I still remember that first Twins game. Driving the bus up to the big marshmallow shaped building that was the mecca of Minnesota sports, the Hubert H. Humphrey Metrodome, or, as we called it, simply the ‘The Dome.’
This was the hay days of the Twins (but then to a true fan, they are all hay days).
As a farm kid, I remember the vastness of the building. The crowds of people, mainly youngsters like our busload of baseball pilgrims coming in from the hinterlands for a weekday afternoon at the ballpark. It was a scene of concrete, people, and pavement. Of the vibrantness and decay of the city – with the people milling about, but also the dilapidated scene of the old mills and eye sore parking lots that seemed to stretch out before us before the skyline was raised to west as it approached the Grain Exchange Building and the Federal Building.
They ushered us into a big side door where ticket takers tried to scan the tickets of our entire rambunctious group.
The wind was amazing as we passed through the doors into the expansive concourse. The blue and concrete mixing for an industrial athletic feel. It felt sleek, modern, efficient, and the place that a mighty team like the Minnesota Twins should play in.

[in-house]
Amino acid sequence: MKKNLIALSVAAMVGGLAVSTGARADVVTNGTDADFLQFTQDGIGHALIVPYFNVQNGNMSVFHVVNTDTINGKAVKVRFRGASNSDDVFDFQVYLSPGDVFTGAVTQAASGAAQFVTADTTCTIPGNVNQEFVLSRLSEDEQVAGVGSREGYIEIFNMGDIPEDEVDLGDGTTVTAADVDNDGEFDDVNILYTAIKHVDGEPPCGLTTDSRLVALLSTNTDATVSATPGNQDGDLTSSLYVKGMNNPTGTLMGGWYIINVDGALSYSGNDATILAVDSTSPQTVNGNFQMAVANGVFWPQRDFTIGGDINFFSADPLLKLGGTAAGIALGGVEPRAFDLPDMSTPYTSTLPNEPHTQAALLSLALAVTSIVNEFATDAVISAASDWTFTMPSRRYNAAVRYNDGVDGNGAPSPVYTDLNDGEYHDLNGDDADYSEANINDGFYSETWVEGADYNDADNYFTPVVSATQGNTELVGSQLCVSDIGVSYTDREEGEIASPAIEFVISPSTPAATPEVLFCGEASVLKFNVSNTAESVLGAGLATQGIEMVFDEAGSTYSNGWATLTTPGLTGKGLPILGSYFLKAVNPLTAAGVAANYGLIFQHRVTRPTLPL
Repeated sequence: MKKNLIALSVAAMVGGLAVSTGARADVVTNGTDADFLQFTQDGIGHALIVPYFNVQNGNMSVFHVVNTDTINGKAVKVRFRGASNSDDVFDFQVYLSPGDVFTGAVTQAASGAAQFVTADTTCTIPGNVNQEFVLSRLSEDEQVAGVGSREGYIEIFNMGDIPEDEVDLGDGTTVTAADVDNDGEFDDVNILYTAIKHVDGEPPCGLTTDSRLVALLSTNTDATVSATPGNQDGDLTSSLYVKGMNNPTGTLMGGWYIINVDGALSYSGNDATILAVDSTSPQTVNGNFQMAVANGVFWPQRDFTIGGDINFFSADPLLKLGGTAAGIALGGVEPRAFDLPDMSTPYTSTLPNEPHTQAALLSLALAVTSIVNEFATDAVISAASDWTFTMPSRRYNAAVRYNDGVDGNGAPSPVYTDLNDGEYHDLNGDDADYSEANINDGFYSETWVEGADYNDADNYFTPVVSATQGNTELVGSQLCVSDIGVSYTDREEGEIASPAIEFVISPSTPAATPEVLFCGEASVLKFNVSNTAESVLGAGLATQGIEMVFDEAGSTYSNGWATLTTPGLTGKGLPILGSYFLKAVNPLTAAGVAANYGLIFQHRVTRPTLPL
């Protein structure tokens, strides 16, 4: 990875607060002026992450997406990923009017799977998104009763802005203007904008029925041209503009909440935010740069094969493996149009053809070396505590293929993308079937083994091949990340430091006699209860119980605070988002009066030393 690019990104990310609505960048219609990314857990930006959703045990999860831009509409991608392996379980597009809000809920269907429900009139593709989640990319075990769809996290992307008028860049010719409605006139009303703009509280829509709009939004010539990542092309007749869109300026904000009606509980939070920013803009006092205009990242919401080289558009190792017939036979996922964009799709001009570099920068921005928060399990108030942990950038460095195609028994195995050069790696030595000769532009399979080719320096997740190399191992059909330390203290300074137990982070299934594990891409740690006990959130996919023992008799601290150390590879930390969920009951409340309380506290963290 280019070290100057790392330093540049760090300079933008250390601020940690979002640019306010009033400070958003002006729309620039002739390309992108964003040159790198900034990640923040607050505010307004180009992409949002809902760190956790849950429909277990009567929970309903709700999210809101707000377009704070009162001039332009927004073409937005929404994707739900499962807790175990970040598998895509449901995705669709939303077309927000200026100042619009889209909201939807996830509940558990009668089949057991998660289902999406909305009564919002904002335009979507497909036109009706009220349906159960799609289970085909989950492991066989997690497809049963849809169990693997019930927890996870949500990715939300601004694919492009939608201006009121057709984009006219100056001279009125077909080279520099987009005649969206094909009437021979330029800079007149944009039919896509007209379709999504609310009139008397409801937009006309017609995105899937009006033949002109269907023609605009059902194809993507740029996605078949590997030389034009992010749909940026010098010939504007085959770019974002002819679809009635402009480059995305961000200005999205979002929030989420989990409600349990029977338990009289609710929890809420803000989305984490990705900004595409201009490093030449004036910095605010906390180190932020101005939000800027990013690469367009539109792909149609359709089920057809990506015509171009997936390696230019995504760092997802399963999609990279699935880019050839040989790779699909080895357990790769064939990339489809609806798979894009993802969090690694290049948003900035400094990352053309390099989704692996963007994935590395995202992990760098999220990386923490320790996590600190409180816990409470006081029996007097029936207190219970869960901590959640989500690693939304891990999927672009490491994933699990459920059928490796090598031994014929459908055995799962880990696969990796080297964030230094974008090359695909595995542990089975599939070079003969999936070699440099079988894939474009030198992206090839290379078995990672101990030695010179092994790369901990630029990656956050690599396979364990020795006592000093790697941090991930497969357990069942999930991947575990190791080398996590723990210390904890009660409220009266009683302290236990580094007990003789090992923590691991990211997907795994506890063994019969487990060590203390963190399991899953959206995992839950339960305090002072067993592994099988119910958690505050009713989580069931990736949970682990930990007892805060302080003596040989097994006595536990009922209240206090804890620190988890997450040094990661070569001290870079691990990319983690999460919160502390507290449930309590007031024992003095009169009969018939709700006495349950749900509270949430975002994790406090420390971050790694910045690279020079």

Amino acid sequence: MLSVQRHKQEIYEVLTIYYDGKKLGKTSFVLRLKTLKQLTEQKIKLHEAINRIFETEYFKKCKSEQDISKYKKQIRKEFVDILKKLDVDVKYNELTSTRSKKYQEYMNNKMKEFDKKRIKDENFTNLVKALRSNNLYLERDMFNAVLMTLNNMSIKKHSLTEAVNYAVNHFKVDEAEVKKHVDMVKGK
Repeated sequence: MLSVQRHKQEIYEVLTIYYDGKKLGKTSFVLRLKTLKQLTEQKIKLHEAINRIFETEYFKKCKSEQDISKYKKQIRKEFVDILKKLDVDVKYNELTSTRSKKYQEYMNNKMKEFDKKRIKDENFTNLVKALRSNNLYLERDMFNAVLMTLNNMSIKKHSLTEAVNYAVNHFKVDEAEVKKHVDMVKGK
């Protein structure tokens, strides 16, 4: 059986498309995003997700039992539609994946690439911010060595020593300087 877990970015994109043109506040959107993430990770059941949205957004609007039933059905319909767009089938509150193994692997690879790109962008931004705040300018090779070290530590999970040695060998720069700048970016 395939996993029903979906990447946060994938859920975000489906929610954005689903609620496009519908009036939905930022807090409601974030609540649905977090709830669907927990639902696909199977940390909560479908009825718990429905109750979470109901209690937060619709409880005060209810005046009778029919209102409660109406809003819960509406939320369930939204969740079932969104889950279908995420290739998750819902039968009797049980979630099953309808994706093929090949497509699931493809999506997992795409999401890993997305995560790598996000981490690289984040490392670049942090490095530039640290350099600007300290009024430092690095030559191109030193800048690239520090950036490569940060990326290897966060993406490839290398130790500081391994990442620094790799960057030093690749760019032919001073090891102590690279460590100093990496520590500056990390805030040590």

Slowly, we wound our way up the concrete ramps that took us up and up into the upper echelons of the Dome. We were going to be seated in the sections, respectfully known due to their height, as the nose bleed sections.
My brother’s had warned me for the next piece of the experience. Walking up those concrete steps to our seats in the nosebleed section was like look down onto a little world under the bubble of the Dome. Thousands of people scurried like ants in the sections below and around us. The players, little specs on the field, threw the ball in warm ups. The place was massive, and like every farm boy before and after me, we had the same reaction….
“How much grain do you think you could fit in here?”
Now, I must admit, I’m generalizing a bit. My older brother’s thought in terms of hay bales, not bushels of grain, but you get the right idea.
It was like a little piece of heaven. The puffy white ceiling, the dark blue seats, the Cass Clay Creamery sign up on the score board.
Then there were the old baseball traditions – the cracker jacks, the hot dogs, the Seventh Inning Stretch, all of these were read about, heard about – and now I could see the vendors carrying the trays of popcorn and Cracker Jacks. I could smell the hot dogs in the portable heating units that were being carted around.
I rose with pride as the choir came out and lead us in “The Star Spangle Banner” and I felt lucky and blessed to be in this place, to be watching the Mighty Minnesota Twins play baseball…and should it all fall away, should the Twins go back to Washington, should the smell of hot dogs and the Cracker Jack vendors go back from which they came…well…this place could still hold a heck of a lot of grain…